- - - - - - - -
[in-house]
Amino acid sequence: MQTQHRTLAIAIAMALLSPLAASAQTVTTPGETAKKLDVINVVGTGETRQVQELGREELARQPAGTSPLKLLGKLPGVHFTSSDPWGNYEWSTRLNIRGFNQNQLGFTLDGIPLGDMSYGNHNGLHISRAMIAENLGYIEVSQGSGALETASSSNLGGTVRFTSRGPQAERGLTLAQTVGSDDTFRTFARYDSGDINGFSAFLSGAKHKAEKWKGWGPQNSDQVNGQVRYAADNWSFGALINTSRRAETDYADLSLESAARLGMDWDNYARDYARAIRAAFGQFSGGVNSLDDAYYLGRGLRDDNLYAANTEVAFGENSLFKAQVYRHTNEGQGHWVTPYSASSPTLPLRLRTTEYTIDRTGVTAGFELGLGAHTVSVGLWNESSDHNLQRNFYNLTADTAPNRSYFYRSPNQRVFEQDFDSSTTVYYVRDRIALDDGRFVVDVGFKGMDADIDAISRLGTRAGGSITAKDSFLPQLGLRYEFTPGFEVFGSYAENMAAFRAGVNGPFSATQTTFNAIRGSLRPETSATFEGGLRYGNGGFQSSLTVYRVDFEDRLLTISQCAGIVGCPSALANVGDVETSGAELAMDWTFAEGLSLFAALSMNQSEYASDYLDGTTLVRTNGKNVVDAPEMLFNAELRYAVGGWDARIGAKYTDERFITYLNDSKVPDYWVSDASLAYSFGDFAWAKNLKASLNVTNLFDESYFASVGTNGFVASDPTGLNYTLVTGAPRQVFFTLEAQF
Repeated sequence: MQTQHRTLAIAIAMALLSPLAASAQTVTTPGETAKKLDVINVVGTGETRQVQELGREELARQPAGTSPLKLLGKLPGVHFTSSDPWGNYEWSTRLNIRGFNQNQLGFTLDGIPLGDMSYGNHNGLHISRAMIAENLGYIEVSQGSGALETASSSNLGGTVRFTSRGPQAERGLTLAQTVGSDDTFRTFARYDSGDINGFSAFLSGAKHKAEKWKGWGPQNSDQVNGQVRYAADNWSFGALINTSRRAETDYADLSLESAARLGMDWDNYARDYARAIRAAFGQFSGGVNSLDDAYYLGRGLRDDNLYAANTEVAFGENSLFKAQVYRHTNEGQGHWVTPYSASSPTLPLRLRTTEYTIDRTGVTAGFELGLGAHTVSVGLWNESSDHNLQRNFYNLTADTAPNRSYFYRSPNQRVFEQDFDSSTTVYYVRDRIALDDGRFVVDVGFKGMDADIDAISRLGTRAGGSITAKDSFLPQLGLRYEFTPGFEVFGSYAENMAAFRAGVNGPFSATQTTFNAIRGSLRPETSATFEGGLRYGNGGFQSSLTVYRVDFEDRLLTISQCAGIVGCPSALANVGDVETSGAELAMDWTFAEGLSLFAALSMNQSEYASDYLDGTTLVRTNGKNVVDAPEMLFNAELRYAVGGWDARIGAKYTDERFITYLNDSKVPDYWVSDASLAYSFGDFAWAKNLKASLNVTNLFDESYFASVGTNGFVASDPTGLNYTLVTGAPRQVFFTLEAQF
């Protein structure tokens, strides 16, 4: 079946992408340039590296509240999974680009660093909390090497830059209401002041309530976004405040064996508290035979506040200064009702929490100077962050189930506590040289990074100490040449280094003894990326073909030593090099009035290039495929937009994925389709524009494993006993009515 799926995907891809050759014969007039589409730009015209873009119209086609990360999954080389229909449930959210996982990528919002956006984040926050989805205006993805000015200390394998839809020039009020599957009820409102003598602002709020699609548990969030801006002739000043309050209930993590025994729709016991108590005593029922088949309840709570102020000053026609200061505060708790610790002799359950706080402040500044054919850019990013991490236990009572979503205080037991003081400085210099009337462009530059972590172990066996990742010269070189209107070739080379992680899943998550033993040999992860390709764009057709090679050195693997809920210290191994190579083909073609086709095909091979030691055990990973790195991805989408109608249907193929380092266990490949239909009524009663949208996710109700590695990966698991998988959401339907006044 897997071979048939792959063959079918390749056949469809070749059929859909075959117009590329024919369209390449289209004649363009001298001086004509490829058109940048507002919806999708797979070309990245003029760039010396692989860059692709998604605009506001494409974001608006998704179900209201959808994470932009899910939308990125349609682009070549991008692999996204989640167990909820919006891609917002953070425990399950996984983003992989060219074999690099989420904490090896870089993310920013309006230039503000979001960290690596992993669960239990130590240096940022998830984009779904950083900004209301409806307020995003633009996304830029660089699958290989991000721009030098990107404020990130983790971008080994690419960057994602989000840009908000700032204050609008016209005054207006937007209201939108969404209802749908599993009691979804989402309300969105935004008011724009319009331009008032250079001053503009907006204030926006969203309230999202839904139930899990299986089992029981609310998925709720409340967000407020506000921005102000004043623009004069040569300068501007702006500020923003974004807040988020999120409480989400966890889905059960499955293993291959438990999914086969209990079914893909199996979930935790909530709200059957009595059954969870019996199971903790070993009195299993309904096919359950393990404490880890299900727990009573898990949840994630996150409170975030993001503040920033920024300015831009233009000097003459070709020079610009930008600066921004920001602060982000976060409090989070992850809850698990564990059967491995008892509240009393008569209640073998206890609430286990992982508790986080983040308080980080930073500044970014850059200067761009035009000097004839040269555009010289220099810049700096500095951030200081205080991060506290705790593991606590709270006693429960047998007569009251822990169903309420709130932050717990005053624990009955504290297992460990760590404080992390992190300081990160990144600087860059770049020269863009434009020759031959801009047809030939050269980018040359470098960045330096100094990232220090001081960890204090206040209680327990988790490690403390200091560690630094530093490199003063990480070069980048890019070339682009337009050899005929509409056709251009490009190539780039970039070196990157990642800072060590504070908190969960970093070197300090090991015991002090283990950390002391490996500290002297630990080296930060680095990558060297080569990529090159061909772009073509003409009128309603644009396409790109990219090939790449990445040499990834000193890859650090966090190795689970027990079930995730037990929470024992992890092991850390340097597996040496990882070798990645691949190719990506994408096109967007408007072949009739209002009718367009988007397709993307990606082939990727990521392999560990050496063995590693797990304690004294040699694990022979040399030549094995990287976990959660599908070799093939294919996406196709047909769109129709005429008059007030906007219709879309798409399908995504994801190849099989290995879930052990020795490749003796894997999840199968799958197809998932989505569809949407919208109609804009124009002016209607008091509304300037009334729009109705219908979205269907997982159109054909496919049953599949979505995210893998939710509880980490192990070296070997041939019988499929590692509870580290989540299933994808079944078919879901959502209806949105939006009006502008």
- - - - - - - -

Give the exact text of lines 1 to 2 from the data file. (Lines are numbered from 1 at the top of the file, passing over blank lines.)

[in-house]
Amino acid sequence: MQTQHRTLAIAIAMALLSPLAASAQTVTTPGETAKKLDVINVVGTGETRQVQELGREELARQPAGTSPLKLLGKLPGVHFTSSDPWGNYEWSTRLNIRGFNQNQLGFTLDGIPLGDMSYGNHNGLHISRAMIAENLGYIEVSQGSGALETASSSNLGGTVRFTSRGPQAERGLTLAQTVGSDDTFRTFARYDSGDINGFSAFLSGAKHKAEKWKGWGPQNSDQVNGQVRYAADNWSFGALINTSRRAETDYADLSLESAARLGMDWDNYARDYARAIRAAFGQFSGGVNSLDDAYYLGRGLRDDNLYAANTEVAFGENSLFKAQVYRHTNEGQGHWVTPYSASSPTLPLRLRTTEYTIDRTGVTAGFELGLGAHTVSVGLWNESSDHNLQRNFYNLTADTAPNRSYFYRSPNQRVFEQDFDSSTTVYYVRDRIALDDGRFVVDVGFKGMDADIDAISRLGTRAGGSITAKDSFLPQLGLRYEFTPGFEVFGSYAENMAAFRAGVNGPFSATQTTFNAIRGSLRPETSATFEGGLRYGNGGFQSSLTVYRVDFEDRLLTISQCAGIVGCPSALANVGDVETSGAELAMDWTFAEGLSLFAALSMNQSEYASDYLDGTTLVRTNGKNVVDAPEMLFNAELRYAVGGWDARIGAKYTDERFITYLNDSKVPDYWVSDASLAYSFGDFAWAKNLKASLNVTNLFDESYFASVGTNGFVASDPTGLNYTLVTGAPRQVFFTLEAQF